White decided to carve out an independent path with 8.Nh3!?, a logical and creative move, but over the course of the next 20 or so moves looked to be getting soundly punished. Then, Bernadskiy scavenged a draw from the jaws of defeat! Finally, on a non-chess note I would like to wish safety and health to our Ukrainian colleagues (including these two Grandmasters), as their homeland suffers in this terrible conflict.

Caro-Kann Defence, Advance Variation with 3...Bf5 4.c4 e6 5.Nc3 [B12]

Another small Advance sideline that we are seeing more frequently these days is 1.e4 c6 2.d4 d5 3.e5 Bf5 4.c4 e6 5.Nc3 Ne7, especially in conjunction with ...dxc4 ideas from Black. I have mentioned before how much overlap there can be with the QGA in such lines (see for instance Sedlak-Bryakin from last month), but the game Carlsen, M - Firouzja, A ended up looking more like a French by the end of the opening. The critical position in my opinion arose after 6.h3 Nd7 7.Nf3 Bg6 8.b3!?:

White has decided with their last move to end the offer of an outpost on d5, but in the process makes the dark squares feel less secure. The question is whether Black can exploit it with some thematic ...c5 and/or ...f6. Firouzja implemented the latter and achieved equality, though there were some minor roadbumps both before and after doing so.

Caro-Kann Defence, Exchange Variation with 4.Bd3 Nf6 5.c3 Bg4 6.Qb3 Qc7 7.h3 [B13]

After 1.e4 c6 2.d4 d5 3.exd5 cxd5 4.Bd3 Nf6 5.c3 it is not unusual by any means for Black to essay 5...Bg4 immediately, and looks to become more so given recent developments in the line 6.Qb3 Qc7 7.h3:

The move chosen in Aronian, L - Firouzja, A was 7...Bd7, on which some fresh news and some instructive play in an IQP position, but recent praxis has also seen a surge of interest in 7...Bh5.

Caro-Kann Defence, Panov-Botvinnik Attack with 6.Bg5 dxc4 7.Bxc4 h6 [B13]

Another IQP encounter this month began with 3.exd5 cxd5 4.c4 Nf6 5.Nc3 Nc6 (I was especially curious about this game since it's not too often you see a strong player get simply outclassed after essaying the Panov) and now the theoretically recommended 6.Bg5 dxc4:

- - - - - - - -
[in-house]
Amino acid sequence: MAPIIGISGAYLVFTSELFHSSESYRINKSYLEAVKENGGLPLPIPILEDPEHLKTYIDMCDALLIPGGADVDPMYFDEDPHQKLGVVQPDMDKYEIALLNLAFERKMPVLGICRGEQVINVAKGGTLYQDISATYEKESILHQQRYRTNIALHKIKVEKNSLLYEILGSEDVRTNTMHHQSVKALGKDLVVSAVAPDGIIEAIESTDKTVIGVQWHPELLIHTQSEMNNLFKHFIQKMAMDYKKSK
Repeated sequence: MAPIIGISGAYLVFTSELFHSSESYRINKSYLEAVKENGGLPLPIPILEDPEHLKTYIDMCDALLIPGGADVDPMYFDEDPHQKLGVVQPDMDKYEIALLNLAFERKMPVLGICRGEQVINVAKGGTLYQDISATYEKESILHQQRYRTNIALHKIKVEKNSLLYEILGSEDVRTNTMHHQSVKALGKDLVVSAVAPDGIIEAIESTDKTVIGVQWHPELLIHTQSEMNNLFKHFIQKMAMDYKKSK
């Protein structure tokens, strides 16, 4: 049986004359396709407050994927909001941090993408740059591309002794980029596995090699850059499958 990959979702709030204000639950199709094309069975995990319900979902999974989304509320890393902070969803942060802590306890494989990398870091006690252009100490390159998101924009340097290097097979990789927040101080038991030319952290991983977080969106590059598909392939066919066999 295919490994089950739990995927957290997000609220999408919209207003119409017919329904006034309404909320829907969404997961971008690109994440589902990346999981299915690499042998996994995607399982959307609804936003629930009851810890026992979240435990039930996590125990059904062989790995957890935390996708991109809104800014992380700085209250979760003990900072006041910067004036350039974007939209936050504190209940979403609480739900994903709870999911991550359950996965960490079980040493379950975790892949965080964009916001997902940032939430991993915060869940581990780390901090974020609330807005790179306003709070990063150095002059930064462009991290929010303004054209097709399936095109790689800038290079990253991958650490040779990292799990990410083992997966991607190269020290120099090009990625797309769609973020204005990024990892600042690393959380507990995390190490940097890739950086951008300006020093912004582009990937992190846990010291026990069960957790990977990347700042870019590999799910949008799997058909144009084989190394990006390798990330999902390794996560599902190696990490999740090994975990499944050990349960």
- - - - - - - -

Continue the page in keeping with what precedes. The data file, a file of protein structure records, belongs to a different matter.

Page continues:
In spite of Black being able to solve their opening problems with relative ease, it is also interesting to see how quickly White generated scary-looking ideas along the b1-h7 diagonal, and then how quickly Black defused the same ideas. An absolute pleasure of a thematic encounter to annotate was Ghaem Maghami, E - Jobava, B.

Caro-Kann, Korchnoi Variation with 5...exf6 6.c3 Bd6 7.Bd3 0-0 8.Qc2 Re8+ 9.Ne2 h5 10.Be3 [B15]

At first sight, the game Firat, B - David, A appears to be a highly thematic encounter for the line, with opposite-side castling and Black’s b8-knight winding up on g6. An instructive moment for me would be straight after Black played 15...a6:

White has the choice between trying some kingside strategy (the typical pushes h3, g4 etc) or focusing on the centre. The Turkish grandmaster chose the latter with 16.Rhe1, initiating a plan I hadn’t seen before in this structure which culminated in an exchange sacrifice on e6 some moves later. My feeling now is that Black has more things to be wary of in such structures.

All the best, Daniel